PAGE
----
My in-box these days is flooded by commentaries and studies dealing with our autonomous vehicles (AV) future. It’s hard to keep up, but three recent items struck me as particularly interesting.
The first was from Scientific American, “How Pedestrians Will Defeat Autonomous Vehicles,” by Karinna Hurley. She summarizes a recent paper in the Journal of Planning Education and Research by Adam Millard-Ball, on the subject of the interaction between AVs and pedestrians in cities. Millard-Ball begins with the reasonable premise that AVs “will almost surely be programmed to avoid hitting people.” But, as a consequence, pedestrians will come to understand this, and the result will be a new cross-walk game of chicken. He then offers three possible outcomes of this new situation:
- Pedestrian supremacy—if those on foot always win out, a consequence would be much slower car travel in the city, with walking becoming more efficient than motoring.
- Regulatory response—in which the blame for pedestrian-car accidents is shifted to law-breaking pedestrians, which could be politically untenable.
- Human driver return—in which many people revert to driving their own vehicles to retain the advantage of faster travel in the city.
My second discovery was a provocative report from Ptolemus Consulting Group called Autonomous Vehicle Global Study 2017. I only had time to read the free abstract, which itself is over 100 pages long. Here are a few of its speculations.
First, as I’ve written in previous newsletters, driverless vehicles could seriously disrupt public transit. Without the cost of a driver, robo-taxis and shuttles could operate door-to-door services where public transport is uneconomic. And, “In turn, this will allow more people to move away from densely populated areas,” a point also made in my third discovery, “Will Self-Driving Cars Make the Suburbs Great Again?” by Nicole Kobie in New Statesman (Dec. 19, 2016). She reports on a presentation by Karen Harris of Bain & Company, based on the idea of spatial economics—as the cost of distance goes down, people won’t mind traveling longer distances, as long as they can make good use of the time. And this could accelerate a trend of professionals moving to exurbs.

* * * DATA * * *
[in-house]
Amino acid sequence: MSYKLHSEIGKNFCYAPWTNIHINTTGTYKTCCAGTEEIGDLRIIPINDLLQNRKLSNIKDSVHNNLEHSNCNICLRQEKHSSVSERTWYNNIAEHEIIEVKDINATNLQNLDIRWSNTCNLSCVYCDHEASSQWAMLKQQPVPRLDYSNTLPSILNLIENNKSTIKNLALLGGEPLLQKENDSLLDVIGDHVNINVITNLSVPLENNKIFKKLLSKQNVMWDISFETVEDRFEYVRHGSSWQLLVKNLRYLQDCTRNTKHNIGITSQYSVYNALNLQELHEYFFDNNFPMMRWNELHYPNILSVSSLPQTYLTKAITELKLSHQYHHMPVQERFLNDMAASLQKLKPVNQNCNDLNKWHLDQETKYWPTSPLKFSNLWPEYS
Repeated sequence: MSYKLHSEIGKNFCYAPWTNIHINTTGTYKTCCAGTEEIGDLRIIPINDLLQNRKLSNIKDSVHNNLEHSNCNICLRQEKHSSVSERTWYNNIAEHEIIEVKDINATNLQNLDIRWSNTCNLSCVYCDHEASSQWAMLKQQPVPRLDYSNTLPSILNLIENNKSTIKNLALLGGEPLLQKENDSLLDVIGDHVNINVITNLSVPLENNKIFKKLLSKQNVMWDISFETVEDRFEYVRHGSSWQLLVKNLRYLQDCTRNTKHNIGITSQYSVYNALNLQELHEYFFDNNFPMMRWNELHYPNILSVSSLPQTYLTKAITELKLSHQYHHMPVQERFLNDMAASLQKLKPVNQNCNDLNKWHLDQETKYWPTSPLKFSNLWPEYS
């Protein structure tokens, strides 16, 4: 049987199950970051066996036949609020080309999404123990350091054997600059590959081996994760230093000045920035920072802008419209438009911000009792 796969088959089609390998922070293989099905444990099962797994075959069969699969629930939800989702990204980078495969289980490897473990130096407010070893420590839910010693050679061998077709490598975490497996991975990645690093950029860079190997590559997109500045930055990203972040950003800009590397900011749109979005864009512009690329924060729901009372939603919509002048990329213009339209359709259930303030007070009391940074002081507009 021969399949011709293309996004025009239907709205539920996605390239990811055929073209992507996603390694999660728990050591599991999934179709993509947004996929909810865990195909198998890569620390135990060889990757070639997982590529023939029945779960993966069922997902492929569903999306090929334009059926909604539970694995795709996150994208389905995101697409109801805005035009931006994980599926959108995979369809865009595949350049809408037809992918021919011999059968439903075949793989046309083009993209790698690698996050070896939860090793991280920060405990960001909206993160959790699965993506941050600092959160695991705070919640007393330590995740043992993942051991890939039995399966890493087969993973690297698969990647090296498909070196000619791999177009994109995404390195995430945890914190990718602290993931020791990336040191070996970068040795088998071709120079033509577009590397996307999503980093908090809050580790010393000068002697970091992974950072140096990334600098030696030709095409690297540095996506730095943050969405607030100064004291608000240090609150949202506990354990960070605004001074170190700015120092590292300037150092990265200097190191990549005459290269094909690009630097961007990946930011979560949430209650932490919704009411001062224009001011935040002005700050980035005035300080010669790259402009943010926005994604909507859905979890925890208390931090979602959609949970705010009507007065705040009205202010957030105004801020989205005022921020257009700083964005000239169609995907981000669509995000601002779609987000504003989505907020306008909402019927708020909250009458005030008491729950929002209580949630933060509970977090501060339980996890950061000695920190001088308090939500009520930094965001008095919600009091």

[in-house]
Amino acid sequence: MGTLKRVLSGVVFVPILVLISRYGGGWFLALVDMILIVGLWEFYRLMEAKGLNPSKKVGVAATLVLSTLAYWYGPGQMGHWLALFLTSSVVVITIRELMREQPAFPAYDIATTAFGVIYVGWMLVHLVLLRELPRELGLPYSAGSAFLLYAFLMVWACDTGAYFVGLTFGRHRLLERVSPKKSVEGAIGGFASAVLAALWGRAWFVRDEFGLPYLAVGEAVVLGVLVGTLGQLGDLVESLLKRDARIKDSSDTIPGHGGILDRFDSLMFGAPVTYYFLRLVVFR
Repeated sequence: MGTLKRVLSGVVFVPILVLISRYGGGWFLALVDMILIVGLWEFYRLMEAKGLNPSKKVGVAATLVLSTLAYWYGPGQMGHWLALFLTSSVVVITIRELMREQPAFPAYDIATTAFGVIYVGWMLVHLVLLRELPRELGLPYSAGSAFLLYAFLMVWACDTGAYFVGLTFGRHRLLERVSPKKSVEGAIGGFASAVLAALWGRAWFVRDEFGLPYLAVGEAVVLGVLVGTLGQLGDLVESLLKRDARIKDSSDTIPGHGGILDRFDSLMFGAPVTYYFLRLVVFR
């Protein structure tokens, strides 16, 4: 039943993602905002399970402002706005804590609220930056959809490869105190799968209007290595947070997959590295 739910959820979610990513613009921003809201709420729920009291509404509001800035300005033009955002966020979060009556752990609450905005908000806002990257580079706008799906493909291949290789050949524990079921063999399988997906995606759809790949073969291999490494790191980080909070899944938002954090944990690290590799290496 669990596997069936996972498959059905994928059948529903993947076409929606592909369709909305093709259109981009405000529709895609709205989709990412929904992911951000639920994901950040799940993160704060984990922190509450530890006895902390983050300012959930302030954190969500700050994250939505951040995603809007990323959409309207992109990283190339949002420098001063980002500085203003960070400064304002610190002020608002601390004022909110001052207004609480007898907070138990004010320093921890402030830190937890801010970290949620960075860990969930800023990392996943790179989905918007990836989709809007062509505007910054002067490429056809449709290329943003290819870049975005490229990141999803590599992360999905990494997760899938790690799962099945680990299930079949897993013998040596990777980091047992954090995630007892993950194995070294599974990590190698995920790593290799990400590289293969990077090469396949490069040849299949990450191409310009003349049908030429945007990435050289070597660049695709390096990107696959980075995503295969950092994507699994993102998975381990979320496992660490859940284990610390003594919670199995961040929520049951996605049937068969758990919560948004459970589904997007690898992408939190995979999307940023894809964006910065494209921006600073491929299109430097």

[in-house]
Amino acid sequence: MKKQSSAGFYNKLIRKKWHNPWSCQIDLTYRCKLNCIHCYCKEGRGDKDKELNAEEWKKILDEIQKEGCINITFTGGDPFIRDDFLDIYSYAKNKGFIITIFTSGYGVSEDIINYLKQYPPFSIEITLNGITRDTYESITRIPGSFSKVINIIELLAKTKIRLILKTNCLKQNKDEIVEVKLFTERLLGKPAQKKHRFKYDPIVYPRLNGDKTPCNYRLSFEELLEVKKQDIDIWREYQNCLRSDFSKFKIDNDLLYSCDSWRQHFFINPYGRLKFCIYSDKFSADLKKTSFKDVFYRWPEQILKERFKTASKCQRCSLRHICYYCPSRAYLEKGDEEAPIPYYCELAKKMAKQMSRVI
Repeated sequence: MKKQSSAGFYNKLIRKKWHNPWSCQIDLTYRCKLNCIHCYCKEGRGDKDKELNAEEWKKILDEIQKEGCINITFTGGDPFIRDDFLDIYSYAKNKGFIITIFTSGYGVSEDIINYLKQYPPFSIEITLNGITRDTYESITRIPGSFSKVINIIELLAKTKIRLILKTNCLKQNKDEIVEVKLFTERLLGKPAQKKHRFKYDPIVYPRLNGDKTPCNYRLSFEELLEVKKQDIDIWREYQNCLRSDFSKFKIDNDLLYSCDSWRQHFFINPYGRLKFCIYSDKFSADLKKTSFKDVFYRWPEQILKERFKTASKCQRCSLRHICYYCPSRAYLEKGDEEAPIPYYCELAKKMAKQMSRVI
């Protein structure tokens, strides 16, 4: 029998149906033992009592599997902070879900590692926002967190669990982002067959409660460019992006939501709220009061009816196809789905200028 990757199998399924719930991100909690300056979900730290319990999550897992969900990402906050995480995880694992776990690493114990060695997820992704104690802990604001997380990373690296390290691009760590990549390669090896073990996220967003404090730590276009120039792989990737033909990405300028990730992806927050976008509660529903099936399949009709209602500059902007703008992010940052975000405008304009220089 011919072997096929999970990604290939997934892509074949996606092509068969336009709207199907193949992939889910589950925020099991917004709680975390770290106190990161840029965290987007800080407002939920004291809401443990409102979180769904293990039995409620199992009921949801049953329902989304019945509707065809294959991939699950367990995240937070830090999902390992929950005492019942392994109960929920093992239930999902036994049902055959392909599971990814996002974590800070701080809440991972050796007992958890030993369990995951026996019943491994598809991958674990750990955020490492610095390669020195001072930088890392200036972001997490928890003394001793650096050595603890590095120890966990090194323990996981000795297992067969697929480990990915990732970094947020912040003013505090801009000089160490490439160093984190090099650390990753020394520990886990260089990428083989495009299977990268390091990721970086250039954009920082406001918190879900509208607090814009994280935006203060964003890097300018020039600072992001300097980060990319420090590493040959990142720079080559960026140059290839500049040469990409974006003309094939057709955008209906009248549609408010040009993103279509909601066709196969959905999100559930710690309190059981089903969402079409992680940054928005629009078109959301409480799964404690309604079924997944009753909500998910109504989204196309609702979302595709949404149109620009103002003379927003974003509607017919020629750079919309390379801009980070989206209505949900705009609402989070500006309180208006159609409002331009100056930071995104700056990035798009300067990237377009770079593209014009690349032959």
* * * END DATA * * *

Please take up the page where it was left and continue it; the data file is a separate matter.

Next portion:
Another speculation from the Ptolemus report is that AVs may increase urban traffic congestion. The report cites a study from the Center for Transport Studies, Imperial College London, in which the impact of making car travel as comfortable as light rail or high-speed rail, in terms of smooth acceleration, was weighed against congestion at traffic lights. At least with a mixed fleet of 25% AVs, their scenarios all showed that slower acceleration of the AVs (for a smoother ride) would increase congestion in the vicinity of the intersection—in some scenarios by 50%. In addition, the report looks at what may happen if most AVs are personally owned (rather than being in shared-vehicle fleets). Since the vehicle would go elsewhere after delivering a commuter to the office, its return journey would be empty, significantly adding to the number of vehicles on the road. They also speculate that visions of most people sharing rides in robo-taxis (which means sharing with strangers in a small, enclosed space, with no driver) are completely untested and might be found unacceptable by many people.
These are still very early days in the coming AV world. And regardless of how rapidly the technology improves, there are large unknowns in what choices people and institutions will make, and what the transition to this world will be like. My best advice at this juncture: do not count on any glittering scenario to be anything more than a set of guesses.
(This article first ran in the April issue of Surface Transportation Innovations)
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